Well, week #1 is done! Whew! As I mentioned in a previous post, it was kind of rough getting back into the swing of things. The week went pretty well, except in an effort to save my back, I only took one of my Civil Procedure books with me. Of course, we spent time reading directly out of the other two books. And, since I have to read them on the weekends, I can’t just leave them in my locker. Oh well. That’s why they invented chiropractors and massage therapists.
So, this weekend was about catching up, regrouping, and — hopefully — getting a little ahead.
A month ago, I had booked a reservation for Friday for Restaurant Week. Since Friday was the only night I could do dinner, the choices were somewhat limited, and I booked on OpenTable: DC Restaurants as soon as they announced the dates. I like to use Restaurant Week to try restaurants I wouldn’t otherwise spend that much money at. I’ve had great experiences at 1789, for instance. This time, my reservation was at Chef Geoff’s Downtown. I had heard very mixed things about it, so I ended up canceling the reservation.
I stayed in on Friday and got my reading for Civil Procedure and Criminal Law both done.
Saturday was the trainer (that’s why everything hurts!!), and a really wonderful second date.
Today, was reading for Rhetoric, as well as cleaning off my desk.
But It’s Not Over!
Wait! It’s a 3-day weekend! I get an extra day to enjoy.
Actually, tomorrow will be spent first working on my next Rhetoric writing assignment. Then, I need to run to Target and the grocery store. I’m going to cook some chili so I have something healthy to eat this week.
Speaking of healthy cooking, I started reading An Everlasting Meal: Cooking with Economy and Grace by Tamar Adler. I’ve only read two chapters, but it makes me want to cook in a very simple, filling, and tasty way. I’d recommend picking it up.
UPDATED 11/21/13: OpenTable asked me to update their link to go to the DC restaurants.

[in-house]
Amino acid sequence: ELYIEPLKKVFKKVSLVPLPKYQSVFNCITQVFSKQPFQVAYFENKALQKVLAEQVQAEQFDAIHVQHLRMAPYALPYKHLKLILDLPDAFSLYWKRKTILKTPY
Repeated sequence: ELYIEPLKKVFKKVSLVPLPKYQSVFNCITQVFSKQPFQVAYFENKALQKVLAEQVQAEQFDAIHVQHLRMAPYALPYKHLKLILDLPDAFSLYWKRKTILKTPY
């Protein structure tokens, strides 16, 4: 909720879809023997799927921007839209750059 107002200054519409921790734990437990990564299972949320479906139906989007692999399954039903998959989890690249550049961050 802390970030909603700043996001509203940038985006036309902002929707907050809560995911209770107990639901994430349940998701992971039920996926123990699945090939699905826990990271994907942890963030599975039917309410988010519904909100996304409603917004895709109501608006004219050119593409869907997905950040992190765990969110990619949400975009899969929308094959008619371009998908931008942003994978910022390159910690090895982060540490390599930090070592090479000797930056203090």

I’m an Introvert! There, I said It.
Yesterday, a friend of mine posted a link on Facebook to this article by Jonathan Rauch, called “Caring for your Introvert.” It links to several related articles including, “Introverts of the World, Unite!“, “The Introversy Continues,” and “Jonathan Rauch comments on some of the feedback he’s received for ‘Caring for Your Introvert’…” They are a great collection of article on what it means to be an introvert and how the rest of you should deal with us, to keep from driving us crazy.
I’ve known I’m an introvert since at least early medical school, but the signs go back much farther. During my first year of medical school, I took the Myers-Briggs personality inventory as part of leadership training for an organization I was involved with. I’m an INTJ, and at that point my Introvert scale was almost pegged to the extreme. We spent most of an afternoon discussing our different types, what they meant, and how we would work best together. That was when I first started understanding that introversion is not the same as shyness.
I may be a little shy at times, but introversion means other things:
- I need time by myself to recharge and re-energize, even if I can do fine in a social situation.
- Getting up and giving a presentation in front of a large crowd is less draining than a small party.
- Extroverts think out loud. Introverts think inside, and when we finally get around to saying it, you should listen. We’ve thought it out and mean exactly what we’re saying. And we may not say it again if you steamroll over us.
- You may not notice we’re an introvert, especially if you’re an extrovert who hasn’t shut up since we met.
After Admitting It, the Next Step is Accepting it.
Over the last 18 years (Yes, it’s been that long since I started medical school), I’ve gotten less introverted. My last Myers-Briggs test had the scale much closer to the middle (but still an INTJ). But, I still consider myself an introvert. The last two weekends, I spent Friday night at home, alone. I’d been out every night during the weeks, and just needed some quiet time to read, watching a movie, and not talk to anyone. I didn’t feel guilty about it. I’m an introvert. I don’t need to be out every night of every weekend.
Now, Learning to Live With It.
In, “The Introversy Continues” (see link above), several readers wrote in to discuss romantic pairing between introverts and extroverts. Been there. Done that. The last two long-term relationships I’ve been in were with extroverts. That was part of the attraction, I’ll admit. They were outgoing, so easily social, talking to anyone, anywhere. Even though I’ve admitted an introvert, I still — at times — envy the extroverts. But there was such a difference in us, that it was often a cause of friction. “Do we have to go out, again?”, “Can’t we just sit at home quietly, staring into each other’s eyes lovingly, while watching reruns of the Golden Girls?”, “Do you know everyone, here?”
From here on out, I’m looking for a guy who’s just a little extroverted. Maybe I do have a tendency to spend to many nights at home, so it’s good that someone’s encouraging me to go out. But, don’t push me too hard.
Time to get ready for work. Go on! Read the articles! We’re out there. We may blend in at first, but once your introvert-dar is working, you’ll see us. And now, you have no excuse for not treating us better.